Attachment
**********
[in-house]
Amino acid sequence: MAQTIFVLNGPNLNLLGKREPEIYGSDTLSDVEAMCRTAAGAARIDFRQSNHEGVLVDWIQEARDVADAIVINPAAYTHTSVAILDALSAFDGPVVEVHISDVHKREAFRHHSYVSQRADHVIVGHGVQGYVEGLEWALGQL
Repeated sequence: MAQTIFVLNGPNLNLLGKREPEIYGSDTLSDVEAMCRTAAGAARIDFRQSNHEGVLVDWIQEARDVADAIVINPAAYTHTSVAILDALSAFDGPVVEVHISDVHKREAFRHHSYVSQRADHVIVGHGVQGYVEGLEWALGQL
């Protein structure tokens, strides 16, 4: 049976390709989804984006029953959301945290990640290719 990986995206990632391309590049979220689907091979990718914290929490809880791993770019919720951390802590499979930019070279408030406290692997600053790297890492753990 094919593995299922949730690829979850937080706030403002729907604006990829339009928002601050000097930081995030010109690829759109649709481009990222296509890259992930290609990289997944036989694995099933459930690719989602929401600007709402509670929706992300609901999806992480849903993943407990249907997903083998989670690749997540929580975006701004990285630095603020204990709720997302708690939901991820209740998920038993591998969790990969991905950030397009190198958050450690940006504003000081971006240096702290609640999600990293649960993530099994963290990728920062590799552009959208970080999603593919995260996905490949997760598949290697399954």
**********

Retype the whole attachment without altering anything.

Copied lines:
[in-house]
Amino acid sequence: MAQTIFVLNGPNLNLLGKREPEIYGSDTLSDVEAMCRTAAGAARIDFRQSNHEGVLVDWIQEARDVADAIVINPAAYTHTSVAILDALSAFDGPVVEVHISDVHKREAFRHHSYVSQRADHVIVGHGVQGYVEGLEWALGQL
Repeated sequence: MAQTIFVLNGPNLNLLGKREPEIYGSDTLSDVEAMCRTAAGAARIDFRQSNHEGVLVDWIQEARDVADAIVINPAAYTHTSVAILDALSAFDGPVVEVHISDVHKREAFRHHSYVSQRADHVIVGHGVQGYVEGLEWALGQL
């Protein structure tokens, strides 16, 4: 049976390709989804984006029953959301945290990640290719 990986995206990632391309590049979220689907091979990718914290929490809880791993770019919720951390802590499979930019070279408030406290692997600053790297890492753990 094919593995299922949730690829979850937080706030403002729907604006990829339009928002601050000097930081995030010109690829759109649709481009990222296509890259992930290609990289997944036989694995099933459930690719989602929401600007709402509670929706992300609901999806992480849903993943407990249907997903083998989670690749997540929580975006701004990285630095603020204990709720997302708690939901991820209740998920038993591998969790990969991905950030397009190198958050450690940006504003000081971006240096702290609640999600990293649960993530099994963290990728920062590799552009959208970080999603593919995260996905490949997760598949290697399954």